From competitive Frisbee to her pursuit of a Ph.D., Christine Georgakakos ’11 welcomes all challenges in life and on the Appalachian Trail.
Two thousand one hundred eighty-nine miles. ... It takes long enough to type that distance. Imagine what it would take to hike it. And with a heavy pack strapped to your back the entire way—from Springer Mountain, Ga. to Baxter Peak-Katahdin, Maine.
The legendary Appalachian Trail. Two thousand one hundred eighty-nine miles.
Through wind, storms, oppressive heat, bugs of every variety, injuries, setbacks, nights darker than dark, literally stuck in the middle of nowhere. Often with zero cell service to call for help, or even to call home. No Google to help you determine the difference between poison ivy and Virginia creeper, or how best to build a campfire with rain-soaked wood.
Two thousand one hundred eighty-nine miles.
For mere mortals, such an invitation would be met with a, “Thanks, but no thanks.”
But for Christine Georgakakos ’11, she thought it sounded like a brilliant way to spend her summers between graduate-school semesters and Ultimate Frisbee competitions, a sport in which she excels.
Ms. Georgakakos has never been one to shy away from a challenge, a reputation she earned during her days at HIES, as far back as her time spent on the Middle School Science Olympiad Team. Ms. Janet Silvera, eighth-grade Accelerated Physical Science teacher, said that she could see the spark in her ambitious student’s eyes long ago.
“Christine joined the team when she was in the sixth grade, and my husband, Max, was the ‘building coach,’” Ms. Silvera said. “Throughout Middle School the two of them built, tested, broke and rebuilt balsa-wood bridges and towers that could hold a 33-pound weight, or more. We still have some in the eighth-grade lab.”
Ms. Silvera went on to say that her former star Science Olympian possessed “an amazing blend of brilliance, strength and determination along with a caring and compassion for all living things and our environment.”
These are qualities that no doubt served Ms. Georgakakos well during the two consecutive summers that she and her boyfriend, Dan Zandam, spent starting and finishing the Appalachian Trail, a journey that was one of the most challenging and wonderful experiences of her life.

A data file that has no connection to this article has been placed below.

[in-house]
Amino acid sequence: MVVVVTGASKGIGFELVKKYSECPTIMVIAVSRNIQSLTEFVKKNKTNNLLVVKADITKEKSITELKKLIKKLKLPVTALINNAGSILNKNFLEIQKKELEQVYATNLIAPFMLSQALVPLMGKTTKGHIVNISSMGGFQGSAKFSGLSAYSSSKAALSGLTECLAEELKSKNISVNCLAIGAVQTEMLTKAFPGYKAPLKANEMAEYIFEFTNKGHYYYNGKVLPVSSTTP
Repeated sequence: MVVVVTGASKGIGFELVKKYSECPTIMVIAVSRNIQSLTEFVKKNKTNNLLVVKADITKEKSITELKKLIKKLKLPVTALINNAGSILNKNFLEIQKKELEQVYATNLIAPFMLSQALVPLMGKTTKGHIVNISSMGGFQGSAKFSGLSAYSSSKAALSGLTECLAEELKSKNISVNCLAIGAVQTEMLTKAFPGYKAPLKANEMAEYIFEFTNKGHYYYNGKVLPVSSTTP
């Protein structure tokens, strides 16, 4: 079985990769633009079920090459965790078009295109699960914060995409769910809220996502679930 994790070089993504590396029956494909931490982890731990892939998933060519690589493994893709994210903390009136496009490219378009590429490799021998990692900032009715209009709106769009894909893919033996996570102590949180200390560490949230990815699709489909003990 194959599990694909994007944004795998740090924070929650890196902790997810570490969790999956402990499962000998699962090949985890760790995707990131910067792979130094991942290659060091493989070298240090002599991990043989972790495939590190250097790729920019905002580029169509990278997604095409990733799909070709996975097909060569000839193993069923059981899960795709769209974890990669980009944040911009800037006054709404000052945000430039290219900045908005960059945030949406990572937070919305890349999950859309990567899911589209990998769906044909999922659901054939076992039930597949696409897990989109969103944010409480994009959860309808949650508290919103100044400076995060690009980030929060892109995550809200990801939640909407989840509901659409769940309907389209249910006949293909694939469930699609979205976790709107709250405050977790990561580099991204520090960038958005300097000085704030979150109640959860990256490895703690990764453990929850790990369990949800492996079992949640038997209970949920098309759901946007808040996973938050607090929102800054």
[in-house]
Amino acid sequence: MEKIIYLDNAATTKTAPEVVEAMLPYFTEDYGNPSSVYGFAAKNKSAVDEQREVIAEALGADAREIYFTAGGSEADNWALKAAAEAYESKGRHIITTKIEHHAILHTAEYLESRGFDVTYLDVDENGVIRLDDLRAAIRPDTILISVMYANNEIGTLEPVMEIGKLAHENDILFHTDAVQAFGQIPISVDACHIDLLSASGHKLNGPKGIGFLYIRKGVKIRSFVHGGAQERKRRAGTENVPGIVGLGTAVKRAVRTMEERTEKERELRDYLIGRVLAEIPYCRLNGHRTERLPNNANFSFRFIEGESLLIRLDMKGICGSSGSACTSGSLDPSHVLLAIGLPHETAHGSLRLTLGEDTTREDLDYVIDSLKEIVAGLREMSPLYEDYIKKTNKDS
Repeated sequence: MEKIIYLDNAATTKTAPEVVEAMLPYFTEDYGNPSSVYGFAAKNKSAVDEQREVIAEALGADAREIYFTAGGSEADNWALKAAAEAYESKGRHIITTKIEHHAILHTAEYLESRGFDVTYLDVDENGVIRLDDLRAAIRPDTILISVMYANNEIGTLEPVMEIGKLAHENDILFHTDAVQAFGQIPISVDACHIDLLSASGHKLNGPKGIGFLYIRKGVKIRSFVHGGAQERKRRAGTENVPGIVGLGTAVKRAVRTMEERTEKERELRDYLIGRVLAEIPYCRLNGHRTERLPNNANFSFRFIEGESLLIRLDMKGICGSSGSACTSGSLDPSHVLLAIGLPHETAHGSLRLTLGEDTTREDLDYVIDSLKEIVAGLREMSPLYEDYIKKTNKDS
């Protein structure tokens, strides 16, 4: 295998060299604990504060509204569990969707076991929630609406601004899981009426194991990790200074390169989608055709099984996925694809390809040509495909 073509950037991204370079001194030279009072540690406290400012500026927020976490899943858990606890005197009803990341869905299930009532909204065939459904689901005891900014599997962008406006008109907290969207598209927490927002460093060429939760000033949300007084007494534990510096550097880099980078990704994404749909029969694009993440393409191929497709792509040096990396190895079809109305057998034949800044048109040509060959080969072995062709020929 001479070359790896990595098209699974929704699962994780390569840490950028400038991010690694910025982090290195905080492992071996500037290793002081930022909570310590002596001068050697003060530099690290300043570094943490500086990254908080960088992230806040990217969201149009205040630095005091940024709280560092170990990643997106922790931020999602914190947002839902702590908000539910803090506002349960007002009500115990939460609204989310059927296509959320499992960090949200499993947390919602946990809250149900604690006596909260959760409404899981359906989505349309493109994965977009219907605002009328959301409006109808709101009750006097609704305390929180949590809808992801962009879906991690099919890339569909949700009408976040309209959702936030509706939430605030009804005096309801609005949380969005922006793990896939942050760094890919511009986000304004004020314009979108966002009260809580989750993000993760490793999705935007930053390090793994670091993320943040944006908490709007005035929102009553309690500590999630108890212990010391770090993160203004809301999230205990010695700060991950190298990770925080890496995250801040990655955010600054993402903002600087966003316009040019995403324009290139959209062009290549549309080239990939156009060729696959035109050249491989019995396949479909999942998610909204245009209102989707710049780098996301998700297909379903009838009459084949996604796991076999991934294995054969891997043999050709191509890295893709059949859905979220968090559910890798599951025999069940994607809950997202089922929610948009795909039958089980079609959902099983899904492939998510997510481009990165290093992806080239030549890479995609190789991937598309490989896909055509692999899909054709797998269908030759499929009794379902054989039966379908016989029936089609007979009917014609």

“We both dreamed about doing it for so long, and we finally made up our minds to take on the A.T.,” Ms. Georgakakos said. “We were so excited and got off to a great start. But about two weeks into it, we were both asking ourselves, ‘What in the world have we gotten into?’ Everything hurt. Our ankles, backs, feet. We were thinking: ‘If this is how bad it hurts now, how are we ever going to finish?’ And, that was a question that we just never let ourselves answer. We couldn’t.”
But the question was eventually answered late in the summer of 2016 when the two “thru-hikers” topped out on Mt. Katahdin in Maine, successfully completing the journey that began the previous summer in Georgia when Ms. Georgakakos had earned her master’s degree in biological and environmental engineering at Cornell University.
She completed her hike of a lifetime just in time to begin a new challenge, again at Cornell — her pursuit of a Ph.D. in biological and environmental engineering.
And while her academic, personal and professional endeavors may sometimes get the better of her, they certainly will not keep her from reaching the summits that she has mapped out. She will always be able to draw strength from her experience of finishing the bold and audacious journey of two thousand one hundred eighty-nine miles.
“Having reached the end of the trail, finishing something so difficult that I started, just gives me a confidence that I can take anything on, as long as I have set my mind to it.”